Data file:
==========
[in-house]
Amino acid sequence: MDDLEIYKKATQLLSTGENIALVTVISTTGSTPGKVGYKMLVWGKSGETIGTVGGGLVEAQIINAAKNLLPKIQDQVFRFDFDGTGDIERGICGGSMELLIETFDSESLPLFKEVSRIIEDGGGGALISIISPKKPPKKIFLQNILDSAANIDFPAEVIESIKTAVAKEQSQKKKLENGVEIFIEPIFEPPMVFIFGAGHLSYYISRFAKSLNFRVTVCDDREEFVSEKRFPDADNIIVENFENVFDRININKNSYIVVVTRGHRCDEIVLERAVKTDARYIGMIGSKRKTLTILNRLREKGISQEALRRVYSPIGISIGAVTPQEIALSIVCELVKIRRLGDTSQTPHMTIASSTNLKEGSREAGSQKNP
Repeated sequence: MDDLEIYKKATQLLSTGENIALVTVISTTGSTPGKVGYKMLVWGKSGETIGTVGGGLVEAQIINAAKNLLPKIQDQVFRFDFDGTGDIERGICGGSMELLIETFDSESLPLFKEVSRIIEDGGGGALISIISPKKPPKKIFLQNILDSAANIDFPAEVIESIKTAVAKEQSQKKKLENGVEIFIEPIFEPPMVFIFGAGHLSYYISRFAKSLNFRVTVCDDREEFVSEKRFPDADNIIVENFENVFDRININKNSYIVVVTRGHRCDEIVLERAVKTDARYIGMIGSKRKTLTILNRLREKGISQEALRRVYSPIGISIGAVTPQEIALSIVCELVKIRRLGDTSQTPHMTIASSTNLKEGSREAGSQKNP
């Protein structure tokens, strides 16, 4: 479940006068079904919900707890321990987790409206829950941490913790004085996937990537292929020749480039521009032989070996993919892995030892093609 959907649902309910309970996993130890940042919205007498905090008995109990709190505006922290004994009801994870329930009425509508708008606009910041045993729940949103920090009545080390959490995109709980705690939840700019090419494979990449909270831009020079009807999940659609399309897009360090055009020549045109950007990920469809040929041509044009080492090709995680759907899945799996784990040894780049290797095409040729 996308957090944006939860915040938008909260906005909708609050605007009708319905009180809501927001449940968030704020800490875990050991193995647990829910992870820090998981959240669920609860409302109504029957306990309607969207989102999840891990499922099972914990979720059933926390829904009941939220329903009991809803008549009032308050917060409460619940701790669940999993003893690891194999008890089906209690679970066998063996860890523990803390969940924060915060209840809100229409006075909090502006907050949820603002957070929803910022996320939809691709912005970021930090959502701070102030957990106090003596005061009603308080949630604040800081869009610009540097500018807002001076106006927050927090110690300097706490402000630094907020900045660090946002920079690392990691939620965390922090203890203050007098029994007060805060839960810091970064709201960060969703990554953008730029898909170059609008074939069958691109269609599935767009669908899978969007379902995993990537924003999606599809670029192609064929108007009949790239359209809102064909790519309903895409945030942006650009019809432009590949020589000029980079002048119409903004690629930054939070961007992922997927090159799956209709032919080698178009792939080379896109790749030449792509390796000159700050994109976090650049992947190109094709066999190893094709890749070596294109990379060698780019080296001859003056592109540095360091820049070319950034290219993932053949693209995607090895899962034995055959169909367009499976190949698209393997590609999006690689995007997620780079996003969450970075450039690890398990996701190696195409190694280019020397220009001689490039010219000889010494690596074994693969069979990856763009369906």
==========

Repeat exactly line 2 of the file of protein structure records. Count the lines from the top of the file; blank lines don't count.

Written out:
Amino acid sequence: MDDLEIYKKATQLLSTGENIALVTVISTTGSTPGKVGYKMLVWGKSGETIGTVGGGLVEAQIINAAKNLLPKIQDQVFRFDFDGTGDIERGICGGSMELLIETFDSESLPLFKEVSRIIEDGGGGALISIISPKKPPKKIFLQNILDSAANIDFPAEVIESIKTAVAKEQSQKKKLENGVEIFIEPIFEPPMVFIFGAGHLSYYISRFAKSLNFRVTVCDDREEFVSEKRFPDADNIIVENFENVFDRININKNSYIVVVTRGHRCDEIVLERAVKTDARYIGMIGSKRKTLTILNRLREKGISQEALRRVYSPIGISIGAVTPQEIALSIVCELVKIRRLGDTSQTPHMTIASSTNLKEGSREAGSQKNP